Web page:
For great leaders, this insight creates an obvious imperative: to build relationships with those we are leading that ameliorate the stress response and create feelings of connection, safety, and caring. In the face of the current pandemic, the reawakening around social justice and systemic bias, and the myriad of forms othering can take, this insight becomes even more critical. The prerequisite to creating a sense of inclusion, connection, and equity within the communities we are privileged to lead is to have the emotional intelligence to nurture relationships that mitigate the stress response.
The really good news is that we do have an antidote to the damaging effects of the stress response and its chemical cousins of adrenaline and cortisol. Our secret sauce is to ignite the reward pathway in the brains of the people we are leading. The reward pathway of the brain is connected to areas of the brain that control behavior and memory. Whenever human beings engage in behavior that dramatically improves our chances of survival, the reward pathway is ignited. The brain begins to make connections between the critical, survival-enhancing activity and the release of an entirely different set of chemical hormones that are extremely pleasurable, thus ensuring that we will repeat the behavior.
We have most likely all heard of these chemical cousins (sometimes dubbed the happy hormones) that are released when we ignite the reward pathway in our brains, and we have certainly basked in the warmth of their uplifting effect. Dopamine creates a sense of joy, excitement, and pleasure. It plays a role in motivation and is your brain’s signal that a reward is at hand, meeting a basic need (think chocolate). Serotonin stabilizes our mood, feelings of well-being, and happiness (think great sleep). Oxytocin promotes bonding, generosity, and establishing trust (think physical affection). It is a neurotransmitter that helps regulate stress responses and calms the nervous system. Endorphins trigger a positive feeling in the body, similar to what morphine does (think exercise and laughter).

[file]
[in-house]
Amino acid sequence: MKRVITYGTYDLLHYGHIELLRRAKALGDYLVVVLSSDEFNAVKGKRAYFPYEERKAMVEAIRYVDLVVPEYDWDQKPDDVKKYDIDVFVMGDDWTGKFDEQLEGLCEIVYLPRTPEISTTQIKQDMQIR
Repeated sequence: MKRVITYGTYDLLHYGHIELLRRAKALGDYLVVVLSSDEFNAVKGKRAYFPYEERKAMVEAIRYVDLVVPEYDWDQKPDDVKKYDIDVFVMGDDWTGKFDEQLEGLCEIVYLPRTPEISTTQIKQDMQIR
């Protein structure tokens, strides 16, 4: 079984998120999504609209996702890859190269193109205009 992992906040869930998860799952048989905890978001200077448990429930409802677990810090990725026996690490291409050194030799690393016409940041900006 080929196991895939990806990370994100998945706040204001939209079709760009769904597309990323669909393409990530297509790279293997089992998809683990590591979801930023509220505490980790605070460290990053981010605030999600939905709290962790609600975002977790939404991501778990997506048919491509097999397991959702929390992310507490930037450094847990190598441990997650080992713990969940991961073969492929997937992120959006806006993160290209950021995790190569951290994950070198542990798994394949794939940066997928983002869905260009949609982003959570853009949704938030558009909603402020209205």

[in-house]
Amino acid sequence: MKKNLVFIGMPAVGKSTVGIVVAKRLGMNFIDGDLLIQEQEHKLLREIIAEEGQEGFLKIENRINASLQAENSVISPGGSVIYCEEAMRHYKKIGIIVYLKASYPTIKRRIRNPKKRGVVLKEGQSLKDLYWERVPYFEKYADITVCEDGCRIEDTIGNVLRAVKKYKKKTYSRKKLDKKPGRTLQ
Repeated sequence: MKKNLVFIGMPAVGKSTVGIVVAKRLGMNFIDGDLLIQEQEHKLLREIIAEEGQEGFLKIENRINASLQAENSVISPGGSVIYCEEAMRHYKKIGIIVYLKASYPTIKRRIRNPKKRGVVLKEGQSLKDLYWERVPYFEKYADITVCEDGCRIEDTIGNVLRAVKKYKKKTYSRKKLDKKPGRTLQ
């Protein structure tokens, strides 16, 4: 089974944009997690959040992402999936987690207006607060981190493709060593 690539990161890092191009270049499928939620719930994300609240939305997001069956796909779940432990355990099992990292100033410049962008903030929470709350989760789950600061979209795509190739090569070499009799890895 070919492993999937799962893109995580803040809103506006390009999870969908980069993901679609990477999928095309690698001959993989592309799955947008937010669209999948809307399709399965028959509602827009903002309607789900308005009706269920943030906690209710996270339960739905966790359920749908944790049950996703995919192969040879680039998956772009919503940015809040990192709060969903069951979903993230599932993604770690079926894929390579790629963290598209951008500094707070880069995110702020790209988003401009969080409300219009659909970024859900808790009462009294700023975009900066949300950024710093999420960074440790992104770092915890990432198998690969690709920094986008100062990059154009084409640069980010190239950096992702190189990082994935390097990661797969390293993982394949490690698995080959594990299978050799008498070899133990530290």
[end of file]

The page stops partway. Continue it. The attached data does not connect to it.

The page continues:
What’s most remarkable about igniting the brain’s reward pathway and flooding our systems with these happy hormones is this: it dramatically enhances our ability to think clearly, solve problems, be creative, persist in the face of challenge, and behave cooperatively, generously, and magnanimously. Our sense of efficacy, confidence, and motivation improves. In short, we are operating at far closer to our full potential and the learning centers of our brain are opened up instead of being hijacked.
So for us as real-world team leaders, the most critical question is, What are the activities and behaviors that ignite the brain’s reward pathway and engender the release of these stress-inhibiting, potential-opening happy hormones? We can then build them into our consistent everyday leadership. They cannot be once-in-a-while practices that we pull out when things aren’t going well. That will rightly be perceived by the folks we are leading as disingenuous.
There are three major conditions which are so critical to human survival and well-being that the brain’s reward pathway is ignited to reinforce the behaviors that create these conditions. Our goal is to develop skills that help create these conditions.